“[Dan] Barry does more than simply recount the inning-by-inning-by-inning box score. He delves beneath the surface, like an archaeologist piecing together the shards and fragments of a forgotten society, to reconstruct a time and a night that have become part of baseball lore.” (–Associated Press)
“Whether you’re a baseball aficionado or a reader who just enjoys a good yarn, you’ll love this book.” (–Minneapolis Star Tribune)
“A worthy companion to Roger Kahn’s classic Boys of Summer ...[Dan Barry] exploits the power of memory and nostalgia with literary grace and journalistic exactitude. He blends a vivid, moment-by-moment re-creation of the game with what happens to its participants in the next 30 years.” (–Stefan Fatsis, New York Times)
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In 1981, the Rochester Red Wings and Pawtucket Red Sox started playing baseball one chilly April night. The problem was that they just couldn't stop. The game went on , and on, and on, through 32 innings and until 4 a.m., and there still hadn't been a winner. It eventually was suspended and finished later in the season.
There's been only one "bottom of the 33rd inning" in organized baseball history, since it was the longest game ever played. Thus, Dan Barry's book of that title covers that game. What's more, it's difficult to think that a book on this particular subject could have been done that much better.
Barry reveals plenty of interesting details about the game, which started on April 18. The International League usually had a curfew that instructed umpires not to begin an inning after 12:50 a.m. However, a typographical error in the league's rules for that season somehow omitted that little rule. So the umpires felt obligated to keep playing.
And play they did, until 4 a.m. when the game was finally suspended after a frantic call to the league president was finally returned. It takes a while for Barry's story to get moving, but that actually works well because the game becomes much more dramatic as it goes along and thus the story benefits from the set-up work. The author takes it inning by inning to a certain extent, although he doesn't get bogged down in the details of most of the "action."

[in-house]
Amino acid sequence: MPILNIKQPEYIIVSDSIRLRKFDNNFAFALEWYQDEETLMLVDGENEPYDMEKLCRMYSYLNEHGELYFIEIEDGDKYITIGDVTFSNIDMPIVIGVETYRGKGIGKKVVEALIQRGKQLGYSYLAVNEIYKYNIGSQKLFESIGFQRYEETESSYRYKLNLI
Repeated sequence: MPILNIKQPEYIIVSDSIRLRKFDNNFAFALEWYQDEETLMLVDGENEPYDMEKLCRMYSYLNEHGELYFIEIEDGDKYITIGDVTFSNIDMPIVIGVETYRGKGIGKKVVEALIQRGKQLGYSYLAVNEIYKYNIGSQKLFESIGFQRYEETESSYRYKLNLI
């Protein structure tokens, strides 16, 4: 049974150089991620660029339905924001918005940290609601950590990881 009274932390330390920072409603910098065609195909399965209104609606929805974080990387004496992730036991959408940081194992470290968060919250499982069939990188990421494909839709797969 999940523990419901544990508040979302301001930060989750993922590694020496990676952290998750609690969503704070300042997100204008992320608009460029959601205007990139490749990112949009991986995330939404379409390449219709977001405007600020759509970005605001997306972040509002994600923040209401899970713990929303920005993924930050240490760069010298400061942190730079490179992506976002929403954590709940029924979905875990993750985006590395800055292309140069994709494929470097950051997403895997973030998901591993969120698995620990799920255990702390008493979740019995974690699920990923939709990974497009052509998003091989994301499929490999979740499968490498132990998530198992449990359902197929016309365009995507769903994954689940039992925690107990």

When the game starts to drag on well into double digits, the funhouse effect begins in earnest. The parents of the bat boy wonder why their son isn't home from the game yet. Friends of fans and others at the game call the police to ask if there had been an accident. Players wonder if there is any way out of the "Groundhog Day" of a baseball game, in which the idea that a game can go on toward infinity without a winner being decided actually seems to be taking place. And how about Luis Aponte of Pawtucket, who went home after a long pitching stint, only to have his wife slam the door in his face because she didn't believe a game could be going on so late?
It's funny to consider, but Barry didn't have that many people who needed to be interviewed in hindsight. There were the players, of course, and the umpires, and journalists, and front office workers. Most of the fans left, so that by the bottom of the 32nd the number of people in the stands watching was down to a couple of dozen or so.